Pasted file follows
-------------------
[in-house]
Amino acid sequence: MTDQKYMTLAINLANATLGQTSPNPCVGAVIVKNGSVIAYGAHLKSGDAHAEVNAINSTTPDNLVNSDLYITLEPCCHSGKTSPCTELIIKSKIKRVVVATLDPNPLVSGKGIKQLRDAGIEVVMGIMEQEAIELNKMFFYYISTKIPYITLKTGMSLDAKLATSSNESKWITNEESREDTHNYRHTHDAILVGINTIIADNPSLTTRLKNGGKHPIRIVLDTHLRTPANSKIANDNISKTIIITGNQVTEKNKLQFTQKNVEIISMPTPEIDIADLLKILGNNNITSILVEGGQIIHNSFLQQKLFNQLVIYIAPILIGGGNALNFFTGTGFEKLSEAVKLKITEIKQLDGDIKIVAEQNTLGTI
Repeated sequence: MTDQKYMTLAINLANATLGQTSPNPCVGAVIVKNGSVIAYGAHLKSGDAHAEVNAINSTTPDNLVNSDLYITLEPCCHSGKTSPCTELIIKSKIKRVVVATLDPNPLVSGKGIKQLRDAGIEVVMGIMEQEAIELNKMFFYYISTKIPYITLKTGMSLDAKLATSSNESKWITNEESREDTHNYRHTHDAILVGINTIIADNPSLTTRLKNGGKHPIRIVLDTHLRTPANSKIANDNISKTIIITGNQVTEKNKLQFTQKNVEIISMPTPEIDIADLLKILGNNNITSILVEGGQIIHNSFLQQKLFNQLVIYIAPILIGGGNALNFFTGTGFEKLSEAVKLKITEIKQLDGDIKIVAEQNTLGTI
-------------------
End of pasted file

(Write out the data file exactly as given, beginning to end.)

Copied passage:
[in-house]
Amino acid sequence: MTDQKYMTLAINLANATLGQTSPNPCVGAVIVKNGSVIAYGAHLKSGDAHAEVNAINSTTPDNLVNSDLYITLEPCCHSGKTSPCTELIIKSKIKRVVVATLDPNPLVSGKGIKQLRDAGIEVVMGIMEQEAIELNKMFFYYISTKIPYITLKTGMSLDAKLATSSNESKWITNEESREDTHNYRHTHDAILVGINTIIADNPSLTTRLKNGGKHPIRIVLDTHLRTPANSKIANDNISKTIIITGNQVTEKNKLQFTQKNVEIISMPTPEIDIADLLKILGNNNITSILVEGGQIIHNSFLQQKLFNQLVIYIAPILIGGGNALNFFTGTGFEKLSEAVKLKITEIKQLDGDIKIVAEQNTLGTI
Repeated sequence: MTDQKYMTLAINLANATLGQTSPNPCVGAVIVKNGSVIAYGAHLKSGDAHAEVNAINSTTPDNLVNSDLYITLEPCCHSGKTSPCTELIIKSKIKRVVVATLDPNPLVSGKGIKQLRDAGIEVVMGIMEQEAIELNKMFFYYISTKIPYITLKTGMSLDAKLATSSNESKWITNEESREDTHNYRHTHDAILVGINTIIADNPSLTTRLKNGGKHPIRIVLDTHLRTPANSKIANDNISKTIIITGNQVTEKNKLQFTQKNVEIISMPTPEIDIADLLKILGNNNITSILVEGGQIIHNSFLQQKLFNQLVIYIAPILIGGGNALNFFTGTGFEKLSEAVKLKITEIKQLDGDIKIVAEQNTLGTI